My mother got custody back. But I couldn’t see her because she was convicted of withholding visitation rights. Ever since I was 13, I’ve lived with the fear that my mother might go to jail. And my father, who is a perpetrator, never set foot in prison. He was sentenced to 21 months but never served. And now my mother is the one to go.
A violent criminal can never be a good father, he should not get visitation rights – and even less custody of the children.
Vasfije (39), Kosovo: Sexual abuse in war
In 1998 war broke out in Kosovo. April 14, 1999 was 16 years old. A Serbian policeman came to our house and kidnapped me. He took me to a nearby Serbian village, where I was raped and brutally abused by an officer and a civilian.
After the war, when the UN came to Kosovo in 1999, I reported my case. I wanted revenge, redemption. Unfortunately that never happened. And here I stand still hoping that someday I will experience justice so I can find peace in my heart.
When you are sexually abused, you are traumatized for life. You can’t just leave that behind, no matter how hard you try, no matter how much help you get. It destroys you and your soul. With my family and people behind me, life is easier to cope with. But this pain and heartache it never goes away, it never lets go of you.
Some days I feel strong, it’s important that I’m here so that I can tell my story as a living witness, also for all other victims of sexualised violence. And there are hard days when I don’t want to be here anymore. Much still needs to be done for the survivors. The perpetrators must be behind bars, otherwise it seems as if these crimes are not taken seriously and are simply forgotten.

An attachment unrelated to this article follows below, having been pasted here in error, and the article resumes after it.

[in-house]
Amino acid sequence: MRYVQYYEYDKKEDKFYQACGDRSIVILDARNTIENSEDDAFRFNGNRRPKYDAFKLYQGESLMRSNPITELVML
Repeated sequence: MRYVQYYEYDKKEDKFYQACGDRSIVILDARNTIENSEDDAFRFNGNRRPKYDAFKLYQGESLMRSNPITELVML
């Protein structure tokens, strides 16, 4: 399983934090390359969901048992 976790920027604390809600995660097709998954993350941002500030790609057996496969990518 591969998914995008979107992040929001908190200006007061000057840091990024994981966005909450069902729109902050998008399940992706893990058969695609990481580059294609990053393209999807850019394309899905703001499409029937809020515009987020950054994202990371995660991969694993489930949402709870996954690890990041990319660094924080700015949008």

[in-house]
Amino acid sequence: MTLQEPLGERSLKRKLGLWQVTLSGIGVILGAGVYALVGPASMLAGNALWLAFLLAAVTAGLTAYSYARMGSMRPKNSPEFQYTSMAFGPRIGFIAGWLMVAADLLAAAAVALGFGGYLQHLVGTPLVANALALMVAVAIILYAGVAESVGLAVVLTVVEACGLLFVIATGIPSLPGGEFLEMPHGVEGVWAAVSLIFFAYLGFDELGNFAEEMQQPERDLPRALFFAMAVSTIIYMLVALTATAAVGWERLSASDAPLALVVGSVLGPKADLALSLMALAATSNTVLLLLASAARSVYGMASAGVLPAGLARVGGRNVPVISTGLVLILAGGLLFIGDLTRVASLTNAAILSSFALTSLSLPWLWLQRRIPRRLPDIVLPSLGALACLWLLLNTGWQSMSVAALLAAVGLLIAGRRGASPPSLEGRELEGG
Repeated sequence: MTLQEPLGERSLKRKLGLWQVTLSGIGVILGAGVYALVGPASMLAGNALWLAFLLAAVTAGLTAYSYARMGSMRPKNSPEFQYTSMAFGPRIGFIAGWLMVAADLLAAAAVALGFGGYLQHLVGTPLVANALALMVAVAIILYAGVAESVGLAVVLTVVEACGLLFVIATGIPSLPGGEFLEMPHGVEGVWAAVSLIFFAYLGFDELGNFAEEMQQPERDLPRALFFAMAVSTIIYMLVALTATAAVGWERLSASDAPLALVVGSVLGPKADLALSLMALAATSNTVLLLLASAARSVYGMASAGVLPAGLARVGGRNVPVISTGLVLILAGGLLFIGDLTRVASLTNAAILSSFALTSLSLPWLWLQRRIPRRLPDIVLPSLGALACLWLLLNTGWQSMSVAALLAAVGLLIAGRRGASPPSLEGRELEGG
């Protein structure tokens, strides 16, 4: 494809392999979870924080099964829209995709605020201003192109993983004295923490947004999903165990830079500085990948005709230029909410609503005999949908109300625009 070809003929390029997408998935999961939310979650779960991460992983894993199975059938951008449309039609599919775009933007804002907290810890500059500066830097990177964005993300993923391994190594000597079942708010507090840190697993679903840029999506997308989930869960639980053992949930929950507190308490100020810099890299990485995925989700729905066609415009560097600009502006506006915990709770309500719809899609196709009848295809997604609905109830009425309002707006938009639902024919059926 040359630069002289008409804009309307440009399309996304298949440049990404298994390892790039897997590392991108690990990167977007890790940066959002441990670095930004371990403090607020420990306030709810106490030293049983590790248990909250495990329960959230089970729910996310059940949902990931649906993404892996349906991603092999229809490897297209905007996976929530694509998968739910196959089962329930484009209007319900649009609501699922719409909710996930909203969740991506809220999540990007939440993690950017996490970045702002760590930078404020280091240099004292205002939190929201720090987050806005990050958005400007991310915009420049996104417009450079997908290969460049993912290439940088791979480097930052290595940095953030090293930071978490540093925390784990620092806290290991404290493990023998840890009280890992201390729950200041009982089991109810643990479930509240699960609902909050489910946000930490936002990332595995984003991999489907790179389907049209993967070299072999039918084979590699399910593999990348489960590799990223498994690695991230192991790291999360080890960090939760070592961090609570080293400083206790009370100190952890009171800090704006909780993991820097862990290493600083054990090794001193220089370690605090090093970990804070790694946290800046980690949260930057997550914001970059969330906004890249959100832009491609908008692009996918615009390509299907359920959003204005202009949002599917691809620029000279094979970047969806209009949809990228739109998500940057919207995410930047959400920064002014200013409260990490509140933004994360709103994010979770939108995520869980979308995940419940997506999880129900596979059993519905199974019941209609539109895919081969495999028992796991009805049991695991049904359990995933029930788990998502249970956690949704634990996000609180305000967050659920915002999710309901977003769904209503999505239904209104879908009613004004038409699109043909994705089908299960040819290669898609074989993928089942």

Harald (55), Germany: Sexual abuse in the Boy Scouts
I was with a group of scouts from the evangelical church, which was fun, and the meetings at state level with slightly older scouts were particularly exciting. I was 14 when we drank punch and wine and I threw up. The leader of the group was such a charismatic, wild guy, he helped me. Then he got into bed with me and the next morning the first attack happened, he took advantage of my weakness.
It was shocking and debilitating, but at the same time we were in this casual camp with everyone else. I didn’t want to give that up, so I kept going. This started a year and a half history of abuse, the worst of which was a six-week camp.
We were a small group, I assume that the others also experienced abuse with the leader. But we didn’t know anything about that. The guy was in his mid-40s and had previously been in the army. From today’s point of view it is clear to me that this abuse was no accident, pedosexual perpetrators took advantage of this institution to get at boys more easily.
It was a long process before I realized what happened to me. Really only four years ago, I did therapy, founded a self-help group and talked about it publicly. Now I am active against abuse and it makes me feel better. But it has left its mark.
Based on Justice Initiative interviews